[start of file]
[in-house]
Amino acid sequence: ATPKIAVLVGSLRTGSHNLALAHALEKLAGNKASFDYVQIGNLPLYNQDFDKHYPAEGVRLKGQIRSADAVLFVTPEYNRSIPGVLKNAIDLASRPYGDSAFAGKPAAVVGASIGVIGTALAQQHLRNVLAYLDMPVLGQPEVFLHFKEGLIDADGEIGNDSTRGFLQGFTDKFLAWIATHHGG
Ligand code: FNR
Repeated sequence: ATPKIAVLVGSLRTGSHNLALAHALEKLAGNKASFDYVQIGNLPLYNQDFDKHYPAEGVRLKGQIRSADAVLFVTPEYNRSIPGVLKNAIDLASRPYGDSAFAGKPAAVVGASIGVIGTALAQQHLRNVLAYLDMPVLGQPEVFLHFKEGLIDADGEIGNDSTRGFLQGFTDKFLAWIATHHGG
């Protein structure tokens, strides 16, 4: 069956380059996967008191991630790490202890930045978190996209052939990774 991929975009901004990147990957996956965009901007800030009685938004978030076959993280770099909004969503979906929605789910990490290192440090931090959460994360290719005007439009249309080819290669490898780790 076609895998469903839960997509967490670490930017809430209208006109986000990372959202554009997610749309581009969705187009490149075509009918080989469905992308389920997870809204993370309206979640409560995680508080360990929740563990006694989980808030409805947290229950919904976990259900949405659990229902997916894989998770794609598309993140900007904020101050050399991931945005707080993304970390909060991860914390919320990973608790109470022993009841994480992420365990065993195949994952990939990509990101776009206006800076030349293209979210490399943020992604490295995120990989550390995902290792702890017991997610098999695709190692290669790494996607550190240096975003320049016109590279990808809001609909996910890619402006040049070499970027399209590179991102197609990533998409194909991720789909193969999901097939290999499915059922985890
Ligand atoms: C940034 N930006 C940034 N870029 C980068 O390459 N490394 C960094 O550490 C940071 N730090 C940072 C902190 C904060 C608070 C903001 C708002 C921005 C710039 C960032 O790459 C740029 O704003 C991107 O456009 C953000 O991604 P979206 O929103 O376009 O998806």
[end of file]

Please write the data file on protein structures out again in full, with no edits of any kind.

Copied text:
[in-house]
Amino acid sequence: ATPKIAVLVGSLRTGSHNLALAHALEKLAGNKASFDYVQIGNLPLYNQDFDKHYPAEGVRLKGQIRSADAVLFVTPEYNRSIPGVLKNAIDLASRPYGDSAFAGKPAAVVGASIGVIGTALAQQHLRNVLAYLDMPVLGQPEVFLHFKEGLIDADGEIGNDSTRGFLQGFTDKFLAWIATHHGG
Ligand code: FNR
Repeated sequence: ATPKIAVLVGSLRTGSHNLALAHALEKLAGNKASFDYVQIGNLPLYNQDFDKHYPAEGVRLKGQIRSADAVLFVTPEYNRSIPGVLKNAIDLASRPYGDSAFAGKPAAVVGASIGVIGTALAQQHLRNVLAYLDMPVLGQPEVFLHFKEGLIDADGEIGNDSTRGFLQGFTDKFLAWIATHHGG
């Protein structure tokens, strides 16, 4: 069956380059996967008191991630790490202890930045978190996209052939990774 991929975009901004990147990957996956965009901007800030009685938004978030076959993280770099909004969503979906929605789910990490290192440090931090959460994360290719005007439009249309080819290669490898780790 076609895998469903839960997509967490670490930017809430209208006109986000990372959202554009997610749309581009969705187009490149075509009918080989469905992308389920997870809204993370309206979640409560995680508080360990929740563990006694989980808030409805947290229950919904976990259900949405659990229902997916894989998770794609598309993140900007904020101050050399991931945005707080993304970390909060991860914390919320990973608790109470022993009841994480992420365990065993195949994952990939990509990101776009206006800076030349293209979210490399943020992604490295995120990989550390995902290792702890017991997610098999695709190692290669790494996607550190240096975003320049016109590279990808809001609909996910890619402006040049070499970027399209590179991102197609990533998409194909991720789909193969999901097939290999499915059922985890
Ligand atoms: C940034 N930006 C940034 N870029 C980068 O390459 N490394 C960094 O550490 C940071 N730090 C940072 C902190 C904060 C608070 C903001 C708002 C921005 C710039 C960032 O790459 C740029 O704003 C991107 O456009 C953000 O991604 P979206 O929103 O376009 O998806």